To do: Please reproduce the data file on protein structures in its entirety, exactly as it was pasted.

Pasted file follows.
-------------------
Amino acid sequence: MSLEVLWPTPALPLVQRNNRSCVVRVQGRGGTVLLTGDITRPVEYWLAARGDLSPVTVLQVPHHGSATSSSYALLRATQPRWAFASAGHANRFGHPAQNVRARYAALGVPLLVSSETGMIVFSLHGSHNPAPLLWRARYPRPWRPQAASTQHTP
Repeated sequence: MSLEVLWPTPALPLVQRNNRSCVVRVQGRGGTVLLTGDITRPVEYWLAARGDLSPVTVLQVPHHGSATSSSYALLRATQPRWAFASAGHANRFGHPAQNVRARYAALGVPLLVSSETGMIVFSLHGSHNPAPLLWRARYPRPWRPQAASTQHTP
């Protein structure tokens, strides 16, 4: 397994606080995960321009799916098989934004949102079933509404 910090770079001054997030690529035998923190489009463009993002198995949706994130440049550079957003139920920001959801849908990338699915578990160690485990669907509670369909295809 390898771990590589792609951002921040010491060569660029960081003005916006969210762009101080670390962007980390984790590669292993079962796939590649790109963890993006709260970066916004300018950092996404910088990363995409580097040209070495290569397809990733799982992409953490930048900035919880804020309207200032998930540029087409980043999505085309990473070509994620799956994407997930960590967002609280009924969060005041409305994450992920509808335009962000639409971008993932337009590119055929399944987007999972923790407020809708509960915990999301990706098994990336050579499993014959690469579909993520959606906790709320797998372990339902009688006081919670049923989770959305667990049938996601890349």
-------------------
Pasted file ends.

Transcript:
Amino acid sequence: MSLEVLWPTPALPLVQRNNRSCVVRVQGRGGTVLLTGDITRPVEYWLAARGDLSPVTVLQVPHHGSATSSSYALLRATQPRWAFASAGHANRFGHPAQNVRARYAALGVPLLVSSETGMIVFSLHGSHNPAPLLWRARYPRPWRPQAASTQHTP
Repeated sequence: MSLEVLWPTPALPLVQRNNRSCVVRVQGRGGTVLLTGDITRPVEYWLAARGDLSPVTVLQVPHHGSATSSSYALLRATQPRWAFASAGHANRFGHPAQNVRARYAALGVPLLVSSETGMIVFSLHGSHNPAPLLWRARYPRPWRPQAASTQHTP
């Protein structure tokens, strides 16, 4: 397994606080995960321009799916098989934004949102079933509404 910090770079001054997030690529035998923190489009463009993002198995949706994130440049550079957003139920920001959801849908990338699915578990160690485990669907509670369909295809 390898771990590589792609951002921040010491060569660029960081003005916006969210762009101080670390962007980390984790590669292993079962796939590649790109963890993006709260970066916004300018950092996404910088990363995409580097040209070495290569397809990733799982992409953490930048900035919880804020309207200032998930540029087409980043999505085309990473070509994620799956994407997930960590967002609280009924969060005041409305994450992920509808335009962000639409971008993932337009590119055929399944987007999972923790407020809708509960915990999301990706098994990336050579499993014959690469579909993520959606906790709320797998372990339902009688006081919670049923989770959305667990049938996601890349």